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Stay Practical, Sentimental When Selecting a Christmas Tree

Published: Monday, December 12, 2011

Updated: Tuesday, December 13, 2011 16:12

Christmas Tree

Ryan A. Ruiz

Stephen Romaniello (left) and wife Helen Evans, both of Tempe, search for the perfect Christmas tree at the Mast-Roth Farm tree lot in Tempe.

Forget holly, poinsettias, wreaths and mistletoe. Christmas is all about the tree. It holds our favorite ornaments, lights up our homes and hoards our presents.

There are about 30 million real Christmas trees sold in the US every year, according to the National Christmas Tree Association.

How does one go about finding perfect one? Well that just depends on what you're looking for.

The southeast corner of Broadway and Rural roads in Tempe is currently covered in green. Danny and Diane Brandner of Medford, Wisconsin have driven 1,900 miles down to Arizona for the past two years to sell Mast-Roth Farm Christmas trees. This year, they parked their RV (with a giant Packers flag on the back) in Tempe and got to work.

The Brandners sell trees cut fresh from Wilmot Valley, Oregon, and receive new shipments throughout the week.

The trees, priced by height and type, range from tiny tree-tops to 30-foot beasts. Different styles of trees have unique qualities that appeal to customer's diverse interests.

For example, if one wants to go for the most fragrant type of tree, Grand Firs are the best choice.

"If you take [pine] needles and rub them between your fingers, the smell, that's Christmas," Diane said.

The Brandner's best-sellers are the Douglas Firs, the "original" Christmas tree, which have been popular since the '20s. They're also the cheapest trees on the lot, because they're the easiest to grow.

The Nordman Fir is a new tree on the market. It is known for needles that aren't as sharp and don't drop as easily.

The Noble Fir is on the pricier end because it takes longer to grow, and it is a favorite among Oregon natives because it is what they grew up with, Diane said. The Noble Fir also has gaps between limbs that are ideal for ornaments.

It is important to consider price, size and freshness carefully when picking a Christmas tree. Diane said to pay attention to the bowl to make sure that they've been watered.

Real trees do, however, require some maintenance. They most certainly need a fair amount of water if you want them to survive the entire holiday. Danny said the larger trees are capable of sucking up a gallon of water a day.

"They can last into January as long as you keep watering them, keep them out of the sun and away from heaters," he said.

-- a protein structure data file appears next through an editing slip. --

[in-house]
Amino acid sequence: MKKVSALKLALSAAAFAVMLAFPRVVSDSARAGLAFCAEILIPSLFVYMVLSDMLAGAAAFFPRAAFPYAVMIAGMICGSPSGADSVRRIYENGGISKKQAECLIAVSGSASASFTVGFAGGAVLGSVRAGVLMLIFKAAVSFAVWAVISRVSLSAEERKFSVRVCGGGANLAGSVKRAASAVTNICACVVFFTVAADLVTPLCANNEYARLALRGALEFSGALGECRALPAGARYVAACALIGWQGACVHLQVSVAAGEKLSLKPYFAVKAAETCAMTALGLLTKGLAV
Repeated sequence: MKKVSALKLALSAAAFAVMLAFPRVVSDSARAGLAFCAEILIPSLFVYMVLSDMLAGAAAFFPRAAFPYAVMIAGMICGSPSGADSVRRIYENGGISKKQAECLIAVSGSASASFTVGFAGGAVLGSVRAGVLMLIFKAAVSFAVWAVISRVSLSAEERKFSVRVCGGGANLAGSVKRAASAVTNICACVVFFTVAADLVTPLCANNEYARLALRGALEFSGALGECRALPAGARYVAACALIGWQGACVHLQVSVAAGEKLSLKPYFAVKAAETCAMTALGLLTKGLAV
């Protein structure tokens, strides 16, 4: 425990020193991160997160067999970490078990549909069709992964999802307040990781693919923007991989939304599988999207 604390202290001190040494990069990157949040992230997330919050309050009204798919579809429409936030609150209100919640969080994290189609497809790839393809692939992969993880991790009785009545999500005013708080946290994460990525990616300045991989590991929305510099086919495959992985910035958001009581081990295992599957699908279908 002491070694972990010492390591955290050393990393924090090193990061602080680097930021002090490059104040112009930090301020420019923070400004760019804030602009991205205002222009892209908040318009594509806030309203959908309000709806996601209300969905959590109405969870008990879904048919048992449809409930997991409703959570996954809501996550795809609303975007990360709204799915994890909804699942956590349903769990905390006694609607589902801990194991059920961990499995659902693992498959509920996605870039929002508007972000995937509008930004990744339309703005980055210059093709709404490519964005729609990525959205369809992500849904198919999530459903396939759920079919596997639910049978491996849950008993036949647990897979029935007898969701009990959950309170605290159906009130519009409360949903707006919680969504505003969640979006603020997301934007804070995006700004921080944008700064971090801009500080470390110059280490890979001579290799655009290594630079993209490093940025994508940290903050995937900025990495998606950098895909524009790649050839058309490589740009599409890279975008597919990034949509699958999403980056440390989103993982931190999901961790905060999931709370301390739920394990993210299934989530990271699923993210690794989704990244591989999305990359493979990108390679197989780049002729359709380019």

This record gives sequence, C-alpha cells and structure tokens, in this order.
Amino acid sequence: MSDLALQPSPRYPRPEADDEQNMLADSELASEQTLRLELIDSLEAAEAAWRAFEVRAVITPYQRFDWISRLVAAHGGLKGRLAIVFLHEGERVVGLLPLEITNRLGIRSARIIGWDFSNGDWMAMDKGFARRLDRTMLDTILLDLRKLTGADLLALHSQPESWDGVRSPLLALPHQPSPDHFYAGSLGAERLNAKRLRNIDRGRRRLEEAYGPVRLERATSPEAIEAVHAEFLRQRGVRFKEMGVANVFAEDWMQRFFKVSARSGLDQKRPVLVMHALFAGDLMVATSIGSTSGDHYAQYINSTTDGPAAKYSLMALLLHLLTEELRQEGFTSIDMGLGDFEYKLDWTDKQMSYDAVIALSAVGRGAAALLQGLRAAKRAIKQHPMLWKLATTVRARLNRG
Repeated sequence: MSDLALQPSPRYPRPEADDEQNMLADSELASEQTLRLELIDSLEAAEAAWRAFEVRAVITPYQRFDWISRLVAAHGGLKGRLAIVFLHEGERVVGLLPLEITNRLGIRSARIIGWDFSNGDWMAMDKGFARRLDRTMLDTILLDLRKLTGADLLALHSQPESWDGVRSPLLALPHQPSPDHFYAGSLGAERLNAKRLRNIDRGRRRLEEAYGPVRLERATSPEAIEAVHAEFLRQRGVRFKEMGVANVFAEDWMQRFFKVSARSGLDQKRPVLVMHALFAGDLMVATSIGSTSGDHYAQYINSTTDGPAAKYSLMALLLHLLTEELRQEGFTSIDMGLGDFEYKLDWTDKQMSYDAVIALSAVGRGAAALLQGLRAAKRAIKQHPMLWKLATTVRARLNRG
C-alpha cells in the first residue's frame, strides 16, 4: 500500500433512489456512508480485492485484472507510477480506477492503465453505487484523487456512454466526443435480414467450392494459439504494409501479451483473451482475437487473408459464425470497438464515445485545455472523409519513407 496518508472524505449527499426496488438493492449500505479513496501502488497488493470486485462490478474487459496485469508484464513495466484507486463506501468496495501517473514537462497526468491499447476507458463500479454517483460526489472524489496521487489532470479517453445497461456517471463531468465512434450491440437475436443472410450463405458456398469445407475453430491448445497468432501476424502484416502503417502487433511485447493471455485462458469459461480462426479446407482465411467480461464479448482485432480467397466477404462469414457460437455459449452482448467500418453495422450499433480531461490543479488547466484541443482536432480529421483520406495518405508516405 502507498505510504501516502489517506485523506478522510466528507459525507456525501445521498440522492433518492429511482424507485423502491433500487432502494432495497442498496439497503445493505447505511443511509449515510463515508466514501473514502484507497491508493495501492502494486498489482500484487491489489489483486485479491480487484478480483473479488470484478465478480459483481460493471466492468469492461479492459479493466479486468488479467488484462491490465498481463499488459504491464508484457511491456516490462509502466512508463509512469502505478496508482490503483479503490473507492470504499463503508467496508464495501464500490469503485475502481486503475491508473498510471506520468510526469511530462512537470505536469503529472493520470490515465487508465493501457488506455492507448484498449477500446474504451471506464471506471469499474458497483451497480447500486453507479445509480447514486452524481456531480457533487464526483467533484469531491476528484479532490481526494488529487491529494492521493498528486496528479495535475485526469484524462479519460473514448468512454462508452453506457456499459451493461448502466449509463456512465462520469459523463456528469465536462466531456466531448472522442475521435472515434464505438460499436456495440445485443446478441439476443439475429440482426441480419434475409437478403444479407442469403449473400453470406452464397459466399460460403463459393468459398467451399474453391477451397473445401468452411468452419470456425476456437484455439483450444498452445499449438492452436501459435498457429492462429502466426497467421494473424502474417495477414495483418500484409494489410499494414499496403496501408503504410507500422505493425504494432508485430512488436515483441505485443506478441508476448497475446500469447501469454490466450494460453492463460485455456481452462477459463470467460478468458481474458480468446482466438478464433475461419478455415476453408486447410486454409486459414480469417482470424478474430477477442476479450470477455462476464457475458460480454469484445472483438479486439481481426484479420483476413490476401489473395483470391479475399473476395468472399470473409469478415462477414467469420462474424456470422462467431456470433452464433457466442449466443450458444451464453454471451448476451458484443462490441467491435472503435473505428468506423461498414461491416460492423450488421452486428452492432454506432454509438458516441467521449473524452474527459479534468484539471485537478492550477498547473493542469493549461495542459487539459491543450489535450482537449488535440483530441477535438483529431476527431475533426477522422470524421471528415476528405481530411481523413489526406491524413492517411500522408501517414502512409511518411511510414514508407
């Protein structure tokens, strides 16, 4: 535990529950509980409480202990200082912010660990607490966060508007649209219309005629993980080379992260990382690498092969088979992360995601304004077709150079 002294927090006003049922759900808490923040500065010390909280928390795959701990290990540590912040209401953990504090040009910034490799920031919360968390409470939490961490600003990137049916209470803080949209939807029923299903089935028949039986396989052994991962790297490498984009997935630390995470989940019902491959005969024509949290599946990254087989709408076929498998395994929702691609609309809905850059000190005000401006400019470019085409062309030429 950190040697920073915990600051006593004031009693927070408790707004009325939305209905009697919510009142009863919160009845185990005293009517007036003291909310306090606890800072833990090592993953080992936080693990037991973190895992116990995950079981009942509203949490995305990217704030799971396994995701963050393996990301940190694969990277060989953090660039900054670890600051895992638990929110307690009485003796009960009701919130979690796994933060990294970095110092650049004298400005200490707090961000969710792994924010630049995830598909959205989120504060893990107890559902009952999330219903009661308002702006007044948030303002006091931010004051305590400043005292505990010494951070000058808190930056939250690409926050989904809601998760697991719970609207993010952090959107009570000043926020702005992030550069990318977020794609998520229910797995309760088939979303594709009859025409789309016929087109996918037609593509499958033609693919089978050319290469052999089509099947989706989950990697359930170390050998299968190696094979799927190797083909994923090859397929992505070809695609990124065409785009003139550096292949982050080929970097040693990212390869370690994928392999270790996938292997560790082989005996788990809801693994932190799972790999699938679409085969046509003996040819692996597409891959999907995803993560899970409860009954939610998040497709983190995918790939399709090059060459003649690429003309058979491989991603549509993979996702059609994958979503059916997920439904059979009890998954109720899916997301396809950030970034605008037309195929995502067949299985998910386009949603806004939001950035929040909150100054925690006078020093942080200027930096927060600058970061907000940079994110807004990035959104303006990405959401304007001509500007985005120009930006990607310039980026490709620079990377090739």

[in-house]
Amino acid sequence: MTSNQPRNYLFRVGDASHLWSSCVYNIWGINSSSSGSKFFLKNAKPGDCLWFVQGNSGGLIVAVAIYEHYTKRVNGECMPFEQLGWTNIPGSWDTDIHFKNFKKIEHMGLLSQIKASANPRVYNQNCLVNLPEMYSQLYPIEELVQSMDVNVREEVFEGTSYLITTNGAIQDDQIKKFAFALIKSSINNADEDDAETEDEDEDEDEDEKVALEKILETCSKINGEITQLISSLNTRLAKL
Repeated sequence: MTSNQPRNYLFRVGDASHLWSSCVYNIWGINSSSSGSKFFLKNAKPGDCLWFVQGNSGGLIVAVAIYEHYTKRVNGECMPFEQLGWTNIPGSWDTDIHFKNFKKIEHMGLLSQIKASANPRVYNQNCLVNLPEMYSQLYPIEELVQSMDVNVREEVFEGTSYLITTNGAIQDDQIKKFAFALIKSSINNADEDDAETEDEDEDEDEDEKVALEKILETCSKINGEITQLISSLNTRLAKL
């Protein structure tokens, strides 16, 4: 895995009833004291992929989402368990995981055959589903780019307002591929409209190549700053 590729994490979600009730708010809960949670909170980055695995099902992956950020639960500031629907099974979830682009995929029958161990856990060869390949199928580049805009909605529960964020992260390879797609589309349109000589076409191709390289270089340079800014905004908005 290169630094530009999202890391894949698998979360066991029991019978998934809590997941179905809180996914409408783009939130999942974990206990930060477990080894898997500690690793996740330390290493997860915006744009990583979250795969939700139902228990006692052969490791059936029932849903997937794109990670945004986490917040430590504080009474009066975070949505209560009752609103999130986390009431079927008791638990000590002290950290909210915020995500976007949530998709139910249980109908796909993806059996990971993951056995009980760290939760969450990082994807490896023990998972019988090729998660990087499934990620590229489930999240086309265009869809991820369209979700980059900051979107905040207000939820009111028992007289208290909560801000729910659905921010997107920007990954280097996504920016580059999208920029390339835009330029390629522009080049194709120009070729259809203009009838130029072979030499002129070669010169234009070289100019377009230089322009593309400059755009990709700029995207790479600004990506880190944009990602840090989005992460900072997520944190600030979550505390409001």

Tree needles will fall, so you'll have to clean up the area. If the upkeep seems like too much work for you to handle, a fake tree might be more appropriate. They come in a variety of colors and some are even pre-lit.

If decorating is too time consuming, there is also the classic Charlie Brown tree, which is the epitome of low-maintenance. 

As for the Mast-Roth farm trees, the smallest ones start from around $25, while the larger trees can cost upwards of $200.

Measuring the space set aside for the tree is key, especially if a topper is something your family adds to finish. Before you take a tree home, make sure the stump is not sealed with tree sap and that you trim any imperfections.

Danny unwraps the trees when they're delivered, makes sure they're watered, and uses a power saw to get a fresh cut in order to make sure they absorb as much water as possible when they arrive at their new home.

They can either be placed in the back of a truck or tried to the roof of a car.

Going out and buying a Christmas tree is an American tradition that is unique to every family. Diane said she sees a lot of new couples picking out their first tree, as well as families with small children.

"Some kids run around like they're in the woods," Danny said.

Pick the tree that speaks to you. Diane said she has seen some people find their tree the second they arrive while others have to spend the entire day meticulously measuring and weighing their options.

"Some people wander through and smell them, then leave," she said.

The Brandners opened shop the day after Thanksgiving and they have already had plenty of sales. Diane said their busiest time is two weeks before Christmas and they will close on Christmas Eve. Don't delay if you don't have to. Last year they only had one tree left.

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